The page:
Despite the global pandemic, the Synagogue-on-wheels, or Mitzvah Mobile, returns to the streets of Ukraine to introduce thousands of Jews to the rich heritage of Jewish tradition, culture and values. This time they travel not only for the outreach and education, but also for the support of the most vulnerable members of the Jewish communities with humanitarian relief packages.
For the eighth time since 2017, when the first expedition in Ukraine took place, 12 young enthusiastic rabbis set out on a six-week journey across a hundred remote Ukrainian settlements, which do not have a synagogue or an established Jewish community. The rabbis prepare to answer questions, give lectures and to connect the unaffiliated Jews to their roots. “Our service is our friendship” is this year’s motto.
Mitzvah Tanks first appeared in 1974 on the streets of Manhattan, New York City. They were created to remind Jewish immigrants in the US about their own tradition and culture.
As Ukraine struggles with the devastating economic consequences of the coronavirus pandemic, Mitzvah Mobiles keep on rolling throughout the country, distributing food packages provided by the FJC’s Taste of Life humanitarian aid project. So far, the parcels were handed out in Balta and Belgorod-Dnestrovsky, Odessa Oblast. According to Rabbi Mendel Wolf, one of the founders of the Mitzvah Mobile initiative in Ukraine, the packages contain basic, ‘very fundamental’ products such as grains, pasta, cereals, sugar and more.
“Most of the Jews in these small towns and villages are underprivileged and live in extremely straitened circumstances. It is our job to take care of the physical aspect of their wellbeing, as well as of the spiritual. Helping with money, helping with food — this mission is no less important than spreading the ideas of Judaism,” said Rabbi Wolf.
“Therefore, we are very grateful to the Taste of Life and the FJC for their assistance and partnership, and for the opportunity to participate in their large-scale humanitarian projects, where we can be the ambassadors of kindness and prosperity for the Jewish families in its simplest, basic sense. We are very happy about that.”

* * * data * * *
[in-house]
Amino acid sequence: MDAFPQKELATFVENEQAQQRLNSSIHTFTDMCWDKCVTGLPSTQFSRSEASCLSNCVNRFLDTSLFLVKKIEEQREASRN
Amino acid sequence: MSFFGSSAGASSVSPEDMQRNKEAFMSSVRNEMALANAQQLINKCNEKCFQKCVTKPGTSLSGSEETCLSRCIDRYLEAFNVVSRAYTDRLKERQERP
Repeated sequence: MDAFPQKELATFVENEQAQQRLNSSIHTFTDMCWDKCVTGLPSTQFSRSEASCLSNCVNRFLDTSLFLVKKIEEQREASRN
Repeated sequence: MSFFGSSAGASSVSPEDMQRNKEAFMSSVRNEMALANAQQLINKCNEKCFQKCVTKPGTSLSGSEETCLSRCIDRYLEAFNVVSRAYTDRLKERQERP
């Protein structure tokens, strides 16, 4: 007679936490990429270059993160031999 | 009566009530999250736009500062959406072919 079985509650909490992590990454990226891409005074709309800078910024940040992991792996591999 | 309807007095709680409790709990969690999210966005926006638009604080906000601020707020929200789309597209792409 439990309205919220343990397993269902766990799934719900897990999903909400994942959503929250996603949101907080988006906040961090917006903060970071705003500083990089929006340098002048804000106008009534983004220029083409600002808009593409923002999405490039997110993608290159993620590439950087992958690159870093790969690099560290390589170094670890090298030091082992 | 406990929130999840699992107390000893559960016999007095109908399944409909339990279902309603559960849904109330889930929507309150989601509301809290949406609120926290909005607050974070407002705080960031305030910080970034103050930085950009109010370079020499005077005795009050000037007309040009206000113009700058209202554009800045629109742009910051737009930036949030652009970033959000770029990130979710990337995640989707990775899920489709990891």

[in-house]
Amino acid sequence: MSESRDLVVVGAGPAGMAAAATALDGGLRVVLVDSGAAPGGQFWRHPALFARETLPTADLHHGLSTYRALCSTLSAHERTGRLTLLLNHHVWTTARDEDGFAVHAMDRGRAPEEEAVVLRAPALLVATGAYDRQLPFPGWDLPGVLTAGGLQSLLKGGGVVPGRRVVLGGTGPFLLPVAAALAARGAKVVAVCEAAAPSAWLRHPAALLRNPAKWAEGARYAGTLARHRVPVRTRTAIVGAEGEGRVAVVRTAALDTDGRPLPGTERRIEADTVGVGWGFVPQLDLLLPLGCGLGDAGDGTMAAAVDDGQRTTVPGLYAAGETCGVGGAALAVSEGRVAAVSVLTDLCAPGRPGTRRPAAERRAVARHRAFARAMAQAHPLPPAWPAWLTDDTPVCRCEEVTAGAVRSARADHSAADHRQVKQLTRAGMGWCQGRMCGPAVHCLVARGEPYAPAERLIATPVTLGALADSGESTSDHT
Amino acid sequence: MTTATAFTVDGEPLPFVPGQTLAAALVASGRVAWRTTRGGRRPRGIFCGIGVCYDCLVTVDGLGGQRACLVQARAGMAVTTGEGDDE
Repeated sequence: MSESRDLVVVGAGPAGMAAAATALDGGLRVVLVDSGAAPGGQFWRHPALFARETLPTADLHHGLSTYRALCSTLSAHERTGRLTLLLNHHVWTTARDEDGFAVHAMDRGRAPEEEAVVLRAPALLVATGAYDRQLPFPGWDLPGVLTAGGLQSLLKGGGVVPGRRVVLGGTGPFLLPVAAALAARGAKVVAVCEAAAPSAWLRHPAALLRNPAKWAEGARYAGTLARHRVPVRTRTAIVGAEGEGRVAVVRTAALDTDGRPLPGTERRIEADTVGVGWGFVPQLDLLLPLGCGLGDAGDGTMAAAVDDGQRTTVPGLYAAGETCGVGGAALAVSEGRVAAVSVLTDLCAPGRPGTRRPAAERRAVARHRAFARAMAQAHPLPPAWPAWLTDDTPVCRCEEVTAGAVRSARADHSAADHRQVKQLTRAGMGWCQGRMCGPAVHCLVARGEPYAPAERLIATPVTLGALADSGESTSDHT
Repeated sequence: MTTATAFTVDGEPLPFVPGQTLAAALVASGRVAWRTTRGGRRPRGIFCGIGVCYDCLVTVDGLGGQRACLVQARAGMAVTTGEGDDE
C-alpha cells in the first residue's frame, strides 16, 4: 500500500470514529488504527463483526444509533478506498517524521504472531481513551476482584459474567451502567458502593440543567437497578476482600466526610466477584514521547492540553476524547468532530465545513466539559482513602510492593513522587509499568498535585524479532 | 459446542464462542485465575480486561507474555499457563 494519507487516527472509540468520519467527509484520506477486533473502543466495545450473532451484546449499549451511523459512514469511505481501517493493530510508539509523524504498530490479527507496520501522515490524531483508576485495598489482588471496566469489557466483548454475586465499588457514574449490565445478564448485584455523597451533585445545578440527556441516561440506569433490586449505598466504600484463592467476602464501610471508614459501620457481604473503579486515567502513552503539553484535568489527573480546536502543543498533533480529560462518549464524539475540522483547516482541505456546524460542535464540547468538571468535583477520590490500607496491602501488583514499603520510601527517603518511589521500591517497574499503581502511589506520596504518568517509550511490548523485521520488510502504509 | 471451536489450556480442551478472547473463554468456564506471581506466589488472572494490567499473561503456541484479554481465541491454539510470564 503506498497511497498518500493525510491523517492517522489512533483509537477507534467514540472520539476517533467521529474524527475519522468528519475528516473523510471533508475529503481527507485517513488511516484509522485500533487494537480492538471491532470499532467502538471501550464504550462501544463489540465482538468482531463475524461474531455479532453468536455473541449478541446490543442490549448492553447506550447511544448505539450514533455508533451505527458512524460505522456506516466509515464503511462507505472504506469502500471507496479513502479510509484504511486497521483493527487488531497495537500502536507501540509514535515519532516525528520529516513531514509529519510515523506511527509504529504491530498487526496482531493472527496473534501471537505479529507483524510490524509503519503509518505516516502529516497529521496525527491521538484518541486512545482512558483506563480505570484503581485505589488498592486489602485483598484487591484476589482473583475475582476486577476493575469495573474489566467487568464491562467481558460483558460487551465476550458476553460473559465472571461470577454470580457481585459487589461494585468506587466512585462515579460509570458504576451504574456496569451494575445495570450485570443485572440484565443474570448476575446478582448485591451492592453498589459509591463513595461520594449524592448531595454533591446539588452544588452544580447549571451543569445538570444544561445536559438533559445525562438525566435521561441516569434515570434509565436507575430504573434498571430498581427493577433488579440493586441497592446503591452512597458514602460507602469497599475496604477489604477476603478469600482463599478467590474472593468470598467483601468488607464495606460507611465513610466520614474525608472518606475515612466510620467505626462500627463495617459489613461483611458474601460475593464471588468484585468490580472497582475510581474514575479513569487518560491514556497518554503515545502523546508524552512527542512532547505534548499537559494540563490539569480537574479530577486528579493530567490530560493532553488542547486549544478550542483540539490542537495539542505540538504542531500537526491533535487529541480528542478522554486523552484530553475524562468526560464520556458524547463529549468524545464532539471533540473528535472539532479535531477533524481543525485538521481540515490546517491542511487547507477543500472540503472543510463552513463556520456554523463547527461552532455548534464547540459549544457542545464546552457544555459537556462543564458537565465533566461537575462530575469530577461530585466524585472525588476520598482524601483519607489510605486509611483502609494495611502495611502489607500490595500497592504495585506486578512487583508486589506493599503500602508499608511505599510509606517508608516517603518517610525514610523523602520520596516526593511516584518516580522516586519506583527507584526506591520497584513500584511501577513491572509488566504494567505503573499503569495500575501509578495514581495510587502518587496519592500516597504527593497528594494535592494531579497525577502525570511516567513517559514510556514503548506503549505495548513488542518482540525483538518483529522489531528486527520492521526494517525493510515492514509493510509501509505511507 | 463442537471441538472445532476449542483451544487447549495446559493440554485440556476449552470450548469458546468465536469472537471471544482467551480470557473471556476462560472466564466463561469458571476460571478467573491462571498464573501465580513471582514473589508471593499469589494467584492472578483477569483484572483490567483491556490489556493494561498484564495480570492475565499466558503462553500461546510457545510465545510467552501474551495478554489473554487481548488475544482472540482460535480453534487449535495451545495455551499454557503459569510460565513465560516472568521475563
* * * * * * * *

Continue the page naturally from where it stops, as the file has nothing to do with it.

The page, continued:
“Funny enough,” he mentioned light-heartedly, “there were times when Taste of Life packages helped us to establish new connections with the local Jews”. A couple years ago, while in Tokmak city, Zaporizhzhia Oblast, the expedition met with a group of elderly Jewish women and distributed the food packages. “That year, the parcels were particularly heavy: bottles of cooking oil, milk, juice boxes… Each bag was at least ten kilos,” remarked Rabbi Wolf. One of the women could not carry it home and called her grandson to come and help her. When asked by the rabbis, the woman told them she was waiting for her daughter’s son. “And that was how we met another Jew that day! We talked to him, showed him how to put on tefillin, took his phone number and now are still in touch with him. And this is the person who only came because we were giving out these food packages and they were heavy!” he exclaimed with laughter.
The Mitzva Mobile initiators also noted that their meetings and events serve an additional purpose: after their visit, people who live in a town or village with no synagogue or Jewish community no longer feel like they’re alone and abandoned. Instead, they obtain a sense of belonging to the Jewish nation and a certainty of receiving help in difficult times.
The young rabbis will continue to visit remote Ukrainian settlements, share a word of Torah, affix mezuzah and build new connections until the end of summer.
Photos provided by the Mitzvah Mobile expedition in Ukraine.
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